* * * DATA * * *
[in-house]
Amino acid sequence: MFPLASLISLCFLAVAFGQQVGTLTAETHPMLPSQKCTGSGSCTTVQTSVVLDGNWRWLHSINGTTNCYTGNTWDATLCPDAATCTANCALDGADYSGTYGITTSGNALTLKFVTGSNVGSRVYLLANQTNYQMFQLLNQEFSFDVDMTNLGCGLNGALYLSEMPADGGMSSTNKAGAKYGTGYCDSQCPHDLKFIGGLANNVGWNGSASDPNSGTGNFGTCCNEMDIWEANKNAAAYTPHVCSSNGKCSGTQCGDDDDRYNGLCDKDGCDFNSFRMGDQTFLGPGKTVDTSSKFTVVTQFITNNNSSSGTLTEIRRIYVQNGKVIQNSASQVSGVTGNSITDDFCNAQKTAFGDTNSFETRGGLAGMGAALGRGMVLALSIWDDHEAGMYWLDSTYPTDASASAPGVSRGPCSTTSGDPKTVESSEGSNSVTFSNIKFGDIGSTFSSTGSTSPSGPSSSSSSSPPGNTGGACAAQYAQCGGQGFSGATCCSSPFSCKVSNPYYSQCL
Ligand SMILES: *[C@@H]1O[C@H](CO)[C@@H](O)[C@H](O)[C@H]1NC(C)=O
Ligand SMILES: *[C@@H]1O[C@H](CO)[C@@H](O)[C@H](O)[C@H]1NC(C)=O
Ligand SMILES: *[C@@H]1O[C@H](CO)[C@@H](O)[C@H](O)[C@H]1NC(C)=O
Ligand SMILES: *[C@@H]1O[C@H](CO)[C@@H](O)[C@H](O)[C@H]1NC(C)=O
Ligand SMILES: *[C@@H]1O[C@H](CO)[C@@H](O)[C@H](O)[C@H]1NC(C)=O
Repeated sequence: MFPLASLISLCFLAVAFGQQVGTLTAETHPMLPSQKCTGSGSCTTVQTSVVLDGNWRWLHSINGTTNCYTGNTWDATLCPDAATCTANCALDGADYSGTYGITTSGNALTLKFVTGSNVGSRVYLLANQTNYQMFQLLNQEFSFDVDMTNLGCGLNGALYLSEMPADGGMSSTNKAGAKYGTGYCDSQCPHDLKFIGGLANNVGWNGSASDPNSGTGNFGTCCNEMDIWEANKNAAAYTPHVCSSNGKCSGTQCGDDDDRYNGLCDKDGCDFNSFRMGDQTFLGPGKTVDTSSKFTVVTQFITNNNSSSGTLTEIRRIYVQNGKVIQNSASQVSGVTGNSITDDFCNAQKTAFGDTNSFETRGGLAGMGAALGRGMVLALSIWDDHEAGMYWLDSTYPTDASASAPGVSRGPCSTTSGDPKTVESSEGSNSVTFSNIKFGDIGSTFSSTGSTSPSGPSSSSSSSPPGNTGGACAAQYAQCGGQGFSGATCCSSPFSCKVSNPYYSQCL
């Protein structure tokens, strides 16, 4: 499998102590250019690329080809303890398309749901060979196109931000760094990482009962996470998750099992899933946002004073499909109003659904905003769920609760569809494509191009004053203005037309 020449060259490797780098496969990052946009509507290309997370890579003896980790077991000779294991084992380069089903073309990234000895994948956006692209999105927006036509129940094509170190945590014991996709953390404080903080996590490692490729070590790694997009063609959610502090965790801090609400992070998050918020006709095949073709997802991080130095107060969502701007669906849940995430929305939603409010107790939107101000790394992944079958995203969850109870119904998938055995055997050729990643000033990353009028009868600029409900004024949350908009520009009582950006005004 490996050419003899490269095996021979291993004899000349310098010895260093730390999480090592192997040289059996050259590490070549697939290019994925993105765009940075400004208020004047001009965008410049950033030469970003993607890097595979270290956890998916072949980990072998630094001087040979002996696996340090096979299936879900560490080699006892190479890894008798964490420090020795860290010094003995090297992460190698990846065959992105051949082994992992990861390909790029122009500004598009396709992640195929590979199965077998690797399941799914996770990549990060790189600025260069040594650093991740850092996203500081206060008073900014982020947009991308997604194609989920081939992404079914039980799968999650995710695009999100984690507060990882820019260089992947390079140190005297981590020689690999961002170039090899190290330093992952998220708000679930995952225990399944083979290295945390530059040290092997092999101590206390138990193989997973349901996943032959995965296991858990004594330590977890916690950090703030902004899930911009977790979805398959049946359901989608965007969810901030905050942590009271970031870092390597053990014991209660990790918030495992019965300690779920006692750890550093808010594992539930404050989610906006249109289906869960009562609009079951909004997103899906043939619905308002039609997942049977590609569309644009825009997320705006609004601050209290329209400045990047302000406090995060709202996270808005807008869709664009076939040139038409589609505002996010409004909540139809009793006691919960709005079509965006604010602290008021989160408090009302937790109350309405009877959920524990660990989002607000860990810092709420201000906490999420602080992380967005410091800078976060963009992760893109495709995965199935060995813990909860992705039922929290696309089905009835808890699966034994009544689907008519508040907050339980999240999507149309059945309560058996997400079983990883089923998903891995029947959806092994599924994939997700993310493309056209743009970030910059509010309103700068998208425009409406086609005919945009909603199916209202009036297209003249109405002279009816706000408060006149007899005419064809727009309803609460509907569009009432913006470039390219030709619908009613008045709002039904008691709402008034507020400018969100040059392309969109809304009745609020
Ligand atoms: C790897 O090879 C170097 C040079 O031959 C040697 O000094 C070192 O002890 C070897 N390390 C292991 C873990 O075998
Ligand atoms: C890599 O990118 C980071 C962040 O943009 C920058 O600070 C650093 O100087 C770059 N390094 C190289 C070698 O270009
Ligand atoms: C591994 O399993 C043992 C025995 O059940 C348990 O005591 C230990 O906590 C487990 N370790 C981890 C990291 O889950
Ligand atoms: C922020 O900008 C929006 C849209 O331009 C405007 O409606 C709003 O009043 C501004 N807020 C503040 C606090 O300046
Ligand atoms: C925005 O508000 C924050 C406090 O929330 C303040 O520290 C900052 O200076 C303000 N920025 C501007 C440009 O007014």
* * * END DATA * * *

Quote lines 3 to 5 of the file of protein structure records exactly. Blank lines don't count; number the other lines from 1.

Ligand SMILES: *[C@@H]1O[C@H](CO)[C@@H](O)[C@H](O)[C@H]1NC(C)=O
Ligand SMILES: *[C@@H]1O[C@H](CO)[C@@H](O)[C@H](O)[C@H]1NC(C)=O
Ligand SMILES: *[C@@H]1O[C@H](CO)[C@@H](O)[C@H](O)[C@H]1NC(C)=O